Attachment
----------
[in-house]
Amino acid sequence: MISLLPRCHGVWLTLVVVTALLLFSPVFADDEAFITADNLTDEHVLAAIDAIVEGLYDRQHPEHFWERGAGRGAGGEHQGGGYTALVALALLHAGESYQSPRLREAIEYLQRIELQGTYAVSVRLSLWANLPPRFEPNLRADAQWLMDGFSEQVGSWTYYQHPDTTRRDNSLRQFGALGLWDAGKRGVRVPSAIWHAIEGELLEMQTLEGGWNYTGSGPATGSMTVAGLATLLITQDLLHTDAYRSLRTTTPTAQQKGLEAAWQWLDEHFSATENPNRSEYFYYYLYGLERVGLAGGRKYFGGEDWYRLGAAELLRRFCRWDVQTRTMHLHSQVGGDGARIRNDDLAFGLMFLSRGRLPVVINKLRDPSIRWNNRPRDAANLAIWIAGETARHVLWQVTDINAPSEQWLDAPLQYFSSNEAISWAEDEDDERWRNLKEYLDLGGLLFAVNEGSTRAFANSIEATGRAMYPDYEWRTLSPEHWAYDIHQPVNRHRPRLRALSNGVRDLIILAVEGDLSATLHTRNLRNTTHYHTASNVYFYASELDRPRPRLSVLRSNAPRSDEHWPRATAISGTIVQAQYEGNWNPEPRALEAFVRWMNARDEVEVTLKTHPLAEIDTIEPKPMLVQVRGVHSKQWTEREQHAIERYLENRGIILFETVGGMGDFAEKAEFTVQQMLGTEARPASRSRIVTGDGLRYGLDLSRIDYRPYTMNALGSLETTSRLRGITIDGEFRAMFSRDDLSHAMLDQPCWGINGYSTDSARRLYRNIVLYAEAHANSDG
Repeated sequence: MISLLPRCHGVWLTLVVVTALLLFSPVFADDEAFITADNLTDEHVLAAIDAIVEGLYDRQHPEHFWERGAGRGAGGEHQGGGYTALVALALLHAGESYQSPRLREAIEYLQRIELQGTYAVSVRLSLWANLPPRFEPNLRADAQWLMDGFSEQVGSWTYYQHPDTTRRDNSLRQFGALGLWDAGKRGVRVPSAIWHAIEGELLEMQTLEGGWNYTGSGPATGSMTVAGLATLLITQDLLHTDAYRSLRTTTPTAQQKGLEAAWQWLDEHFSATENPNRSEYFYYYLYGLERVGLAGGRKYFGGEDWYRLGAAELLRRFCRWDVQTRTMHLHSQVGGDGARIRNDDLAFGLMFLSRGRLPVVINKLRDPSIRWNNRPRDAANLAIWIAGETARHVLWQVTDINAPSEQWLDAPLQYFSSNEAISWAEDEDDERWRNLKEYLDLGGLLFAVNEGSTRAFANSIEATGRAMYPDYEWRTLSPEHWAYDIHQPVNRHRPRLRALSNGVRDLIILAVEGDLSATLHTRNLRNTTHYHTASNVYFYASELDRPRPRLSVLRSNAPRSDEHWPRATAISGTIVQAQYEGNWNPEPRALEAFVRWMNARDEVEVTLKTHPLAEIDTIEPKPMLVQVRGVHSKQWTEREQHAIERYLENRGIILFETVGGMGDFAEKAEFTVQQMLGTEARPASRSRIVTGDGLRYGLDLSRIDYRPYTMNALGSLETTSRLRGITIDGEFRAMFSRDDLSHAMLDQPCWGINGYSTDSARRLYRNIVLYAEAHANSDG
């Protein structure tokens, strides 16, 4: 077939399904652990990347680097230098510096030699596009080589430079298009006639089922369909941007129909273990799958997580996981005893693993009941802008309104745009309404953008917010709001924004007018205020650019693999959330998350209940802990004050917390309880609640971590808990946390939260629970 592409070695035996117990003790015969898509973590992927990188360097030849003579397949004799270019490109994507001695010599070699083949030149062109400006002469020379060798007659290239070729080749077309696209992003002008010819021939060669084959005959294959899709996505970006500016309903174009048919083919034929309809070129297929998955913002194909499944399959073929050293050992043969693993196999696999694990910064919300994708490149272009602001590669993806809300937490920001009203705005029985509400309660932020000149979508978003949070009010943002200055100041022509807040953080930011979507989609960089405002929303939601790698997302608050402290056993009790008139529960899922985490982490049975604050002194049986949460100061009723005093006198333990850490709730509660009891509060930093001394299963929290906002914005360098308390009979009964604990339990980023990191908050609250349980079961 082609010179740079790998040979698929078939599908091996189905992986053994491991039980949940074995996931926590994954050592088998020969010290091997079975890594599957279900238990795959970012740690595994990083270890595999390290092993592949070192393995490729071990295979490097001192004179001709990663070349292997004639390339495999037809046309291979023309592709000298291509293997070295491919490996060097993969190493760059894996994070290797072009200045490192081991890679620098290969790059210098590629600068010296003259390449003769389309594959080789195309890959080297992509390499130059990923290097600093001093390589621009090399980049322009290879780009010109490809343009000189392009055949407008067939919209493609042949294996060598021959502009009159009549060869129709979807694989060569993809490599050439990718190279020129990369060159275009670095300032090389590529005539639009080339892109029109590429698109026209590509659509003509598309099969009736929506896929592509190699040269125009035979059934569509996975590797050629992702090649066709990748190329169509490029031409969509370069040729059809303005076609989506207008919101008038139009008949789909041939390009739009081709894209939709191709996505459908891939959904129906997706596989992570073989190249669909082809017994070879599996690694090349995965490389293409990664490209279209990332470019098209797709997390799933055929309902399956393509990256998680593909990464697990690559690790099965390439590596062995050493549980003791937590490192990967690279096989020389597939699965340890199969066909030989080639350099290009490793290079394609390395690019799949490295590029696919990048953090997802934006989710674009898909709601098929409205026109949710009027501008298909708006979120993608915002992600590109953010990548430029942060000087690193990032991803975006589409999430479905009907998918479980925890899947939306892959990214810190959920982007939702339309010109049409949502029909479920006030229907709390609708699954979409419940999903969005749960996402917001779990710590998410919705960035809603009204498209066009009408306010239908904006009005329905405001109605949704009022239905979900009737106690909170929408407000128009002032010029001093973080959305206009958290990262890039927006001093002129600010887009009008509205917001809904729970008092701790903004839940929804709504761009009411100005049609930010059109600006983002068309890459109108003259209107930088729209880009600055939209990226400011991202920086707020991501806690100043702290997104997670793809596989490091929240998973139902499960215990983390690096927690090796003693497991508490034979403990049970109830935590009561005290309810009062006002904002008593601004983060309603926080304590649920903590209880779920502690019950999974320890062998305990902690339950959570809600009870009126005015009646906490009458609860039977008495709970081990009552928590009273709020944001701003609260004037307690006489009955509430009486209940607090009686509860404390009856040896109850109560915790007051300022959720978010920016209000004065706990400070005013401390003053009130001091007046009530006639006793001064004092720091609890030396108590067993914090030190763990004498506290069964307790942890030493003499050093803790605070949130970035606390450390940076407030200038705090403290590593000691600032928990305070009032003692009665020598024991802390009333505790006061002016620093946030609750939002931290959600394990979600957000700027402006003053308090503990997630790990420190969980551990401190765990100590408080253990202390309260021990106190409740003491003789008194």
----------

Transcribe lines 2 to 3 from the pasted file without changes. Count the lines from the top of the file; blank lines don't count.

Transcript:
Amino acid sequence: MISLLPRCHGVWLTLVVVTALLLFSPVFADDEAFITADNLTDEHVLAAIDAIVEGLYDRQHPEHFWERGAGRGAGGEHQGGGYTALVALALLHAGESYQSPRLREAIEYLQRIELQGTYAVSVRLSLWANLPPRFEPNLRADAQWLMDGFSEQVGSWTYYQHPDTTRRDNSLRQFGALGLWDAGKRGVRVPSAIWHAIEGELLEMQTLEGGWNYTGSGPATGSMTVAGLATLLITQDLLHTDAYRSLRTTTPTAQQKGLEAAWQWLDEHFSATENPNRSEYFYYYLYGLERVGLAGGRKYFGGEDWYRLGAAELLRRFCRWDVQTRTMHLHSQVGGDGARIRNDDLAFGLMFLSRGRLPVVINKLRDPSIRWNNRPRDAANLAIWIAGETARHVLWQVTDINAPSEQWLDAPLQYFSSNEAISWAEDEDDERWRNLKEYLDLGGLLFAVNEGSTRAFANSIEATGRAMYPDYEWRTLSPEHWAYDIHQPVNRHRPRLRALSNGVRDLIILAVEGDLSATLHTRNLRNTTHYHTASNVYFYASELDRPRPRLSVLRSNAPRSDEHWPRATAISGTIVQAQYEGNWNPEPRALEAFVRWMNARDEVEVTLKTHPLAEIDTIEPKPMLVQVRGVHSKQWTEREQHAIERYLENRGIILFETVGGMGDFAEKAEFTVQQMLGTEARPASRSRIVTGDGLRYGLDLSRIDYRPYTMNALGSLETTSRLRGITIDGEFRAMFSRDDLSHAMLDQPCWGINGYSTDSARRLYRNIVLYAEAHANSDG
Repeated sequence: MISLLPRCHGVWLTLVVVTALLLFSPVFADDEAFITADNLTDEHVLAAIDAIVEGLYDRQHPEHFWERGAGRGAGGEHQGGGYTALVALALLHAGESYQSPRLREAIEYLQRIELQGTYAVSVRLSLWANLPPRFEPNLRADAQWLMDGFSEQVGSWTYYQHPDTTRRDNSLRQFGALGLWDAGKRGVRVPSAIWHAIEGELLEMQTLEGGWNYTGSGPATGSMTVAGLATLLITQDLLHTDAYRSLRTTTPTAQQKGLEAAWQWLDEHFSATENPNRSEYFYYYLYGLERVGLAGGRKYFGGEDWYRLGAAELLRRFCRWDVQTRTMHLHSQVGGDGARIRNDDLAFGLMFLSRGRLPVVINKLRDPSIRWNNRPRDAANLAIWIAGETARHVLWQVTDINAPSEQWLDAPLQYFSSNEAISWAEDEDDERWRNLKEYLDLGGLLFAVNEGSTRAFANSIEATGRAMYPDYEWRTLSPEHWAYDIHQPVNRHRPRLRALSNGVRDLIILAVEGDLSATLHTRNLRNTTHYHTASNVYFYASELDRPRPRLSVLRSNAPRSDEHWPRATAISGTIVQAQYEGNWNPEPRALEAFVRWMNARDEVEVTLKTHPLAEIDTIEPKPMLVQVRGVHSKQWTEREQHAIERYLENRGIILFETVGGMGDFAEKAEFTVQQMLGTEARPASRSRIVTGDGLRYGLDLSRIDYRPYTMNALGSLETTSRLRGITIDGEFRAMFSRDDLSHAMLDQPCWGINGYSTDSARRLYRNIVLYAEAHANSDG